Everything is in motion. Everything flows. Everything is vibrating.William Hazlitt
Unit 7 Overview
Simulation models are developed in order to track the movement or changes in material or “stuff” (i.e., tangible things), such as water, money, people, and widgets, or the evolution of the state of intangible things (e.g., the price of a stock or a commodity, the public acceptance or perception of a particular policy decision). As a result, GoldSim includes a number of specialized elements to facilitate this.
In this Unit, we will focus on tracking the movement or changes in tangible (material) things. In fact, we have already started to do this in the last Unit, when we tracked the accumulation of rain water running off the ground surface.
The simplest element for tracking tangible things is the Reservoir element, which we were introduced to in the last Unit. In this Unit, we will explore some more of the capabilities of this element. In addition, we will learn about several other elements (Splitters and Allocators) that are commonly used in conjunction with Reservoirs when modeling material flows. Finally, we will discuss an important shortcoming of Reservoirs (dealing with multiple withdrawals), and how this can be overcome by using a more powerful version of the Reservoir: the Pool element.
When tangible things move through or change within a system, the dynamics can actually be conceptualized in two different ways: continuously or discretely. Things that move continuously can be thought of as flowing. An example of this is the movement of water. Other things move or happen discretely (e.g., such that they must be tracked individually). Examples of this include financial transactions or the movement of items through a factory.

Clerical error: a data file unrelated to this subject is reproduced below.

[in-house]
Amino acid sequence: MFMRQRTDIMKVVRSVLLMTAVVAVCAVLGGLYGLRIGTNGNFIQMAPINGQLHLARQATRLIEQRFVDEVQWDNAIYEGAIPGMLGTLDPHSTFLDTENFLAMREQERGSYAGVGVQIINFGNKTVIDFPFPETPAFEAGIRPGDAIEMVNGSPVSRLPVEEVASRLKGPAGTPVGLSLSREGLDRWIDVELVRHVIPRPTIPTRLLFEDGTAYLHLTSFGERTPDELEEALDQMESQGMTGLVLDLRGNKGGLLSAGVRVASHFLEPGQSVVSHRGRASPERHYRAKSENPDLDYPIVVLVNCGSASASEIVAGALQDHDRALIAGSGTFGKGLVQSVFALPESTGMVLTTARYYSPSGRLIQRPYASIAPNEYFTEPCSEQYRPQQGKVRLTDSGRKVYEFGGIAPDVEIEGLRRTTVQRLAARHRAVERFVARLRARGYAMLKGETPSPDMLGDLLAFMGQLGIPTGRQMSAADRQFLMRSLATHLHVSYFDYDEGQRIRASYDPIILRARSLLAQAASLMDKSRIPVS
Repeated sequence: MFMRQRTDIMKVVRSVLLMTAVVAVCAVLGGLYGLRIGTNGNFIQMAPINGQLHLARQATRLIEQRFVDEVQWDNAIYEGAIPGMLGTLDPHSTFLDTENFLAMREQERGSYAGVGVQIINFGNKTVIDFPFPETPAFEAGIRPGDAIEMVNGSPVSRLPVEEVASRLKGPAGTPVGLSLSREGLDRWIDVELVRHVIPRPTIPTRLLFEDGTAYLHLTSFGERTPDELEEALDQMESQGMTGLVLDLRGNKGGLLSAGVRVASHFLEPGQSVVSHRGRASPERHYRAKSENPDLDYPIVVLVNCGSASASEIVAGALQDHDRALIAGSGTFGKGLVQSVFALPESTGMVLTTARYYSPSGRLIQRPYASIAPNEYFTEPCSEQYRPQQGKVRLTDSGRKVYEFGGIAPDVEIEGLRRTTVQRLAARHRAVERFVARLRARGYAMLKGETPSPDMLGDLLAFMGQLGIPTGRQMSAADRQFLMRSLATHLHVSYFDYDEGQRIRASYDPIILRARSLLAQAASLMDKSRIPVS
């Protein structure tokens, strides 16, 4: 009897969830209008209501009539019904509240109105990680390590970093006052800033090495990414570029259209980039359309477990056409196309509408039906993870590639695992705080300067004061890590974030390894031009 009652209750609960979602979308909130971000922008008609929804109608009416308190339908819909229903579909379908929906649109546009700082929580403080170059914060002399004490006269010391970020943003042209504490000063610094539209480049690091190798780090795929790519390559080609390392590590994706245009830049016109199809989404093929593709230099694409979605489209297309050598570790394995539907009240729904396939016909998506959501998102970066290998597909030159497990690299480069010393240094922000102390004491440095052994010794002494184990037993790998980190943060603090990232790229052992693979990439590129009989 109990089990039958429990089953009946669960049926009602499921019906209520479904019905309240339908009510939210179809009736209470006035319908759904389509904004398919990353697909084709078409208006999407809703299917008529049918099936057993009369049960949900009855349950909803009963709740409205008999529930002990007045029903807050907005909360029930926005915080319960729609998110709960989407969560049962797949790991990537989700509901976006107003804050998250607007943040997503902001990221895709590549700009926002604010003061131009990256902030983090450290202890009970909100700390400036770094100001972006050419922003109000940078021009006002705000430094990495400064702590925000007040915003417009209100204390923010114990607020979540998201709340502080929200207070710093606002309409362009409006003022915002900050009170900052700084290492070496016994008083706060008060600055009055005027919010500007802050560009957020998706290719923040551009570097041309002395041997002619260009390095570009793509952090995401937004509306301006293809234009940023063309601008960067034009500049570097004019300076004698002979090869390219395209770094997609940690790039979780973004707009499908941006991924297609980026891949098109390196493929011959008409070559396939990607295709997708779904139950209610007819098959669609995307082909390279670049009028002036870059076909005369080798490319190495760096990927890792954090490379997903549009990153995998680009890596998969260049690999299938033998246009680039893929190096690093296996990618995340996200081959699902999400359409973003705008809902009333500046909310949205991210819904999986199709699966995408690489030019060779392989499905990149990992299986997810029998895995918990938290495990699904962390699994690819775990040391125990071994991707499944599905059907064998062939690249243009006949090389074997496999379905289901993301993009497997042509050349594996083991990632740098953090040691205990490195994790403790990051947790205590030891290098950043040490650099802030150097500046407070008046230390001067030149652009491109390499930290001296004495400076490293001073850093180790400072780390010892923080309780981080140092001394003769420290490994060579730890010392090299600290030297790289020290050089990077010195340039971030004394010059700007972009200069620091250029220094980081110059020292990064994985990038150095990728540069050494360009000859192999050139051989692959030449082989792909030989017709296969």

Although it makes sense that something like water should be treated continuously (i.e., as a flow), you should not assume that something that is discrete in nature (e.g., items in a factory) must necessarily be treated discretely. If there are millions of items moving through a system, for example, it might be appropriate to treat them as “flowing” through the system (i.e., such that individual items are not specifically tracked). Similarly, just because something is considered to flow (like water), it does not mean that all of the dynamics for that system can be treated as being continuous. For example, if water is flowing from one pond to another (via a pump), and the pump suddenly breaks down, that is a “discrete event”, and must be treated in an appropriate manner.
Although GoldSim is most commonly used to model dynamics that are primarily continuous, it provides powerful capabilities for representing discrete dynamics as well. In fact, most real-world systems are best described using a combination of continuous and discrete dynamics. In the next several Units, however, we will focus on representing continuous dynamics. A later Unit will focus entirely on GoldSim’s capabilities for representing discrete dynamics.
In this Unit we will discuss the following:
• Understanding elements with multiple outputs;
• Modeling an overflowing Reservoir;
• Timestepping details: understanding unscheduled timesteps;
• Understanding the withdrawal rate from a Reservoir;
• Redirecting flows using the Splitter element;
• Allocating flows using the Allocator element;
• Summing flows (and other variables) using the Sum element;
• Modeling multiple withdrawals from a stock of material;
• The Pool element (a more powerful version of a Reservoir); and
• Managing multiple (and potentially competing) outflows from a Pool.
This Unit also includes three Exercises.
This Unit has a total of 14 Lessons (including this overview and a summary at the end). Because this Unit deals with a number of important topics in some detail, and includes three Exercises, it will take you substantially longer to complete than any of the previous Units.